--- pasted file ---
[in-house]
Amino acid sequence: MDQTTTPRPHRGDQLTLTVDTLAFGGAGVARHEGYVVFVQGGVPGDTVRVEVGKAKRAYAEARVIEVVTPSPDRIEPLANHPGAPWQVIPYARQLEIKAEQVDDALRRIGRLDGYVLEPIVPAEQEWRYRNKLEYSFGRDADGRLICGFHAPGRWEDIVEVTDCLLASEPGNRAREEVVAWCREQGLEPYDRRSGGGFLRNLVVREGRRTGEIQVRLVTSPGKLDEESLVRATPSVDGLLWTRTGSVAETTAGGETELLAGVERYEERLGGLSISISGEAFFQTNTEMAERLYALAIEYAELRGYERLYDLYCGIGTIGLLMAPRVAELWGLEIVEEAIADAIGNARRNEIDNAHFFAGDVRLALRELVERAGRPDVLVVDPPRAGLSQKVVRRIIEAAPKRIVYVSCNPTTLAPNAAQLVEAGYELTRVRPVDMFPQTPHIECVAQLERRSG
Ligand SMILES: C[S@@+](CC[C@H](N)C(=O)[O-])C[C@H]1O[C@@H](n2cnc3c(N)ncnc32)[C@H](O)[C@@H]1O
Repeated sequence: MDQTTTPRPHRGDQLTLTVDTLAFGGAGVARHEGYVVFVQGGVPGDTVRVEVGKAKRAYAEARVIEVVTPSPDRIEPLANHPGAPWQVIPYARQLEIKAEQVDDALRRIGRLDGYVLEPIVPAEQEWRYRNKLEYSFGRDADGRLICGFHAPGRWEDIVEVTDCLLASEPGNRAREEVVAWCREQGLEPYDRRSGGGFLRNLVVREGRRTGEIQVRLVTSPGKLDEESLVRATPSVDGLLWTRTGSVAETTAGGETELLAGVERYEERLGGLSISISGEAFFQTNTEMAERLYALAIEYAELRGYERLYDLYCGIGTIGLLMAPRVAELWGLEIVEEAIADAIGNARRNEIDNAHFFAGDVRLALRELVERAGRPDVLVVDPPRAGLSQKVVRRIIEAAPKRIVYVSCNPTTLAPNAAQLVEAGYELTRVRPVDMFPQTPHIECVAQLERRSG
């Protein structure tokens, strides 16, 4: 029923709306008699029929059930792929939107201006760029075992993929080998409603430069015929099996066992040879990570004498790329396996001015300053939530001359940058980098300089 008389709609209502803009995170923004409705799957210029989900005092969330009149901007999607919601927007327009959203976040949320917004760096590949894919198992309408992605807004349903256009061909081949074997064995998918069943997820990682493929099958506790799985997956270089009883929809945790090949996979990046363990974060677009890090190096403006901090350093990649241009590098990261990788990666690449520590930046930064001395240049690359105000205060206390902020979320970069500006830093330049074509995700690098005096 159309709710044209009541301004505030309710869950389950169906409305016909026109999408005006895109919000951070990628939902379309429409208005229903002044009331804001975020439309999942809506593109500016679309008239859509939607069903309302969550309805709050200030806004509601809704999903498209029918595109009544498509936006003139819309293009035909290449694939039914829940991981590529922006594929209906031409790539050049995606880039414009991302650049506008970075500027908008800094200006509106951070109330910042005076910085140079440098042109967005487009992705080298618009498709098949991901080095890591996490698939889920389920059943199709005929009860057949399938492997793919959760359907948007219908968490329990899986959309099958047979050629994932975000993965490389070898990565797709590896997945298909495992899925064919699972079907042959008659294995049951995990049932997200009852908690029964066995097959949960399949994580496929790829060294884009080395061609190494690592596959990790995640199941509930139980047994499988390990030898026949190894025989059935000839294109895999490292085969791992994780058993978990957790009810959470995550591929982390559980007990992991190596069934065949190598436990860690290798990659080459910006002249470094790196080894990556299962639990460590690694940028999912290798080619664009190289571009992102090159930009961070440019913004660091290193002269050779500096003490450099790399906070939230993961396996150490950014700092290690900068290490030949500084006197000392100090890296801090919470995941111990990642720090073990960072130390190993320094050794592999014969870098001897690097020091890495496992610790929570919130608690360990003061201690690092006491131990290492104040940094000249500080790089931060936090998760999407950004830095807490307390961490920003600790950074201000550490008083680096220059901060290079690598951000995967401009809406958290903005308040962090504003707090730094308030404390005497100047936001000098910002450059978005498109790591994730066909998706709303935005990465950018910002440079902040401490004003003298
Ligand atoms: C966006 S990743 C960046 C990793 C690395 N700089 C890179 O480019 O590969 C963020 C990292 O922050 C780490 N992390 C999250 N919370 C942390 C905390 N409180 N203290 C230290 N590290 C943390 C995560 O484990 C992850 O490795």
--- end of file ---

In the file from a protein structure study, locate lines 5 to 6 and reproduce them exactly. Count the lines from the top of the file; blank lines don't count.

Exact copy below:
């Protein structure tokens, strides 16, 4: 029923709306008699029929059930792929939107201006760029075992993929080998409603430069015929099996066992040879990570004498790329396996001015300053939530001359940058980098300089 008389709609209502803009995170923004409705799957210029989900005092969330009149901007999607919601927007327009959203976040949320917004760096590949894919198992309408992605807004349903256009061909081949074997064995998918069943997820990682493929099958506790799985997956270089009883929809945790090949996979990046363990974060677009890090190096403006901090350093990649241009590098990261990788990666690449520590930046930064001395240049690359105000205060206390902020979320970069500006830093330049074509995700690098005096 159309709710044209009541301004505030309710869950389950169906409305016909026109999408005006895109919000951070990628939902379309429409208005229903002044009331804001975020439309999942809506593109500016679309008239859509939607069903309302969550309805709050200030806004509601809704999903498209029918595109009544498509936006003139819309293009035909290449694939039914829940991981590529922006594929209906031409790539050049995606880039414009991302650049506008970075500027908008800094200006509106951070109330910042005076910085140079440098042109967005487009992705080298618009498709098949991901080095890591996490698939889920389920059943199709005929009860057949399938492997793919959760359907948007219908968490329990899986959309099958047979050629994932975000993965490389070898990565797709590896997945298909495992899925064919699972079907042959008659294995049951995990049932997200009852908690029964066995097959949960399949994580496929790829060294884009080395061609190494690592596959990790995640199941509930139980047994499988390990030898026949190894025989059935000839294109895999490292085969791992994780058993978990957790009810959470995550591929982390559980007990992991190596069934065949190598436990860690290798990659080459910006002249470094790196080894990556299962639990460590690694940028999912290798080619664009190289571009992102090159930009961070440019913004660091290193002269050779500096003490450099790399906070939230993961396996150490950014700092290690900068290490030949500084006197000392100090890296801090919470995941111990990642720090073990960072130390190993320094050794592999014969870098001897690097020091890495496992610790929570919130608690360990003061201690690092006491131990290492104040940094000249500080790089931060936090998760999407950004830095807490307390961490920003600790950074201000550490008083680096220059901060290079690598951000995967401009809406958290903005308040962090504003707090730094308030404390005497100047936001000098910002450059978005498109790591994730066909998706709303935005990465950018910002440079902040401490004003003298
Ligand atoms: C966006 S990743 C960046 C990793 C690395 N700089 C890179 O480019 O590969 C963020 C990292 O922050 C780490 N992390 C999250 N919370 C942390 C905390 N409180 N203290 C230290 N590290 C943390 C995560 O484990 C992850 O490795």